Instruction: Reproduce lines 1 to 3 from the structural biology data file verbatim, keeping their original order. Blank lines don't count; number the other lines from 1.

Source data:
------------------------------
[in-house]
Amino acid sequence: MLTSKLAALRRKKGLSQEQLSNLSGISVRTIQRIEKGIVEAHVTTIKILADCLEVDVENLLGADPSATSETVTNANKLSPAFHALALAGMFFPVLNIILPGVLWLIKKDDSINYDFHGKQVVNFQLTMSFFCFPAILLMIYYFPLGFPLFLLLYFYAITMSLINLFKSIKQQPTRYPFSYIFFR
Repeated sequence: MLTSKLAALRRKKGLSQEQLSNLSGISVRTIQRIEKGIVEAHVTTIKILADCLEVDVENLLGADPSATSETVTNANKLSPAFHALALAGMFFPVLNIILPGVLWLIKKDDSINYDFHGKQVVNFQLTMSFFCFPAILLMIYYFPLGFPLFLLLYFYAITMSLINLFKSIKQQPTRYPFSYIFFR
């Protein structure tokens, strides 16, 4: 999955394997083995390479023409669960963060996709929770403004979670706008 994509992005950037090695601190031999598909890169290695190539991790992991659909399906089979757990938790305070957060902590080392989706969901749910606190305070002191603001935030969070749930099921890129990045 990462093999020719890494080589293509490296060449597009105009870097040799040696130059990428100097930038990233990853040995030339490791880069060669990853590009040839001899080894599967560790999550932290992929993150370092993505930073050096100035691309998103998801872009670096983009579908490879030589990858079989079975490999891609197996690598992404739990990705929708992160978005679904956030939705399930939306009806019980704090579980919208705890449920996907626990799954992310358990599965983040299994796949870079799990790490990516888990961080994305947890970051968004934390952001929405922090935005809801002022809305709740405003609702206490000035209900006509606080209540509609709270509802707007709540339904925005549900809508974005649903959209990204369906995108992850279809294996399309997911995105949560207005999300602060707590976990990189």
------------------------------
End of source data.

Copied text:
[in-house]
Amino acid sequence: MLTSKLAALRRKKGLSQEQLSNLSGISVRTIQRIEKGIVEAHVTTIKILADCLEVDVENLLGADPSATSETVTNANKLSPAFHALALAGMFFPVLNIILPGVLWLIKKDDSINYDFHGKQVVNFQLTMSFFCFPAILLMIYYFPLGFPLFLLLYFYAITMSLINLFKSIKQQPTRYPFSYIFFR
Repeated sequence: MLTSKLAALRRKKGLSQEQLSNLSGISVRTIQRIEKGIVEAHVTTIKILADCLEVDVENLLGADPSATSETVTNANKLSPAFHALALAGMFFPVLNIILPGVLWLIKKDDSINYDFHGKQVVNFQLTMSFFCFPAILLMIYYFPLGFPLFLLLYFYAITMSLINLFKSIKQQPTRYPFSYIFFR